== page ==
HOMA 0.941 <0.001 
AUCINS 0.913 <0.001 
WC 0.507 <0.001 
BMIa 0.746 <0.001 

*Pearson correlation.

aBMI correlation with WC. HOMA, homeostatic model assessment; AUCINS, area under the curve for insulin; WC, waist circumference (cm); BMI, body mass index (kg/m2).

In PCOS, the two linear regression analyses showed that IMT is positively affected by VF and CRP (Table VI), whereas FMD is positively affected by IMT and negatively by VF and CRP (Table VII). No influences were found in controls (data not shown).

Table VI.

Final model of multiple linear regression analysis of IMT as dependent variable in PCOS patients.

 Unstandardized coefficient (SE) Standardized coefficient P-value 
VF 0.003 (0.001) 0.424 <0.001 
FMD 0.009 (0.003) 0.238 0.002 
CRP 0.062 (0.008) 0.663 <0.001 
Constant 0.167   
 Unstandardized coefficient (SE) Standardized coefficient P-value 
VF 0.003 (0.001) 0.424 <0.001 
FMD 0.009 (0.003) 0.238 0.002 
CRP 0.062 (0.008) 0.663 <0.001 
Constant 0.167   

Multiple linear regression analysis (stepwise method).

VF, visceral fat; FMD, flow-mediated dilation; CRP, C-reactive protein.

Table VII.

Final model of multiple linear regression analysis of FMD as dependent variable in PCOS patients.

 Unstandardized coefficient (SE) Standardized coefficient P-value 
IMT 5.401 (1.703) 0.205 0.002 
VF −0.100 (0.015) −0.498 <0.001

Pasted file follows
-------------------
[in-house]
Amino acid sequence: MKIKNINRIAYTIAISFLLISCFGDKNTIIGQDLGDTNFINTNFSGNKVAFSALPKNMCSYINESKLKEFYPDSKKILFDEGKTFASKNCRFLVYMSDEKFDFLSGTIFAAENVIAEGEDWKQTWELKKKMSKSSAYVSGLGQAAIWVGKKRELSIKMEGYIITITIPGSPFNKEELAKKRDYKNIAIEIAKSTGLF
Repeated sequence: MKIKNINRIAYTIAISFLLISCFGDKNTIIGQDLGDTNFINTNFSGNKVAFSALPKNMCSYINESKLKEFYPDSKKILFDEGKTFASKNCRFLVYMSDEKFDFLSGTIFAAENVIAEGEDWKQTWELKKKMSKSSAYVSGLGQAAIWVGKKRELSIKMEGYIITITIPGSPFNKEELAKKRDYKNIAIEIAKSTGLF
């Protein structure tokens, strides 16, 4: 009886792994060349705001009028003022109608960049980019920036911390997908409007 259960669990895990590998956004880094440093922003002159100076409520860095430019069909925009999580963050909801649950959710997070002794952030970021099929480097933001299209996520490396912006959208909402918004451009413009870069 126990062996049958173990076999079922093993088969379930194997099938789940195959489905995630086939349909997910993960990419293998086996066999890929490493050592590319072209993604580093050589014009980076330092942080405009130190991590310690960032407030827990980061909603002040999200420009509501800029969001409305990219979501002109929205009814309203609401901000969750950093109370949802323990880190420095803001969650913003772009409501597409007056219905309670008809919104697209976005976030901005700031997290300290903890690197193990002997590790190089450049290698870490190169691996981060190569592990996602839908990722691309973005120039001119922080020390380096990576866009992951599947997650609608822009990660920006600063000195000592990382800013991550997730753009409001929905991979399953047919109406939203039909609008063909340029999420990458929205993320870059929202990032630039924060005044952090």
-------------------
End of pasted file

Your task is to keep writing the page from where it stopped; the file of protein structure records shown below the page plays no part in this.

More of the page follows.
CRP −1.421 (0.194) −0.580 <0.001 
Constant 15.468   
 Unstandardized coefficient (SE) Standardized coefficient P-value 
IMT 5.401 (1.703) 0.205 0.002 
VF −0.100 (0.015) −0.498 <0.001 
CRP −1.421 (0.194) −0.580 <0.001 
Constant 15.468   

Multiple linear regression analysis (stepwise method).

IMT, intima-media thickness; VF, visceral fat; CRP, C-reactive protein.

Discussion

The present study was aimed at evaluating the role of VF amount in predicting early CVD in PCOS. For this purpose, we investigated VF by the ultrasonographic method and vascular damage by measuring both carotid IMT and brachial FMD, and inflammation by evaluating CRP, fibrinogen, WBC count and PAI-1.

PCOS is known to be characterized by several biochemical and metabolic alterations potentially increasing the CVD risk. Early signs of vascular damage and increased CVR have been previously described (Carmina et al., 2006; Cussons et al., 2006; Orio et al., 2006). Increased weight and obesity (mostly abdominal) are common in PCOS women (Gambineri et al., 2002; Apridonidze et al., 2005). Abdominal fat excess is known to be associated with increased risk of atherosclerosis (Gasteyger and Tremblay, 2002) and CVD mortality (Dagenais et al., 2005).

Our results confirm that the amount of VF is significantly higher in PCOS women than in controls. Furthermore, in PCOS, IMT was positively affected by FMD, VF, and CRP, whereas FMD was positively affected by IMT and negatively by VF and CRP.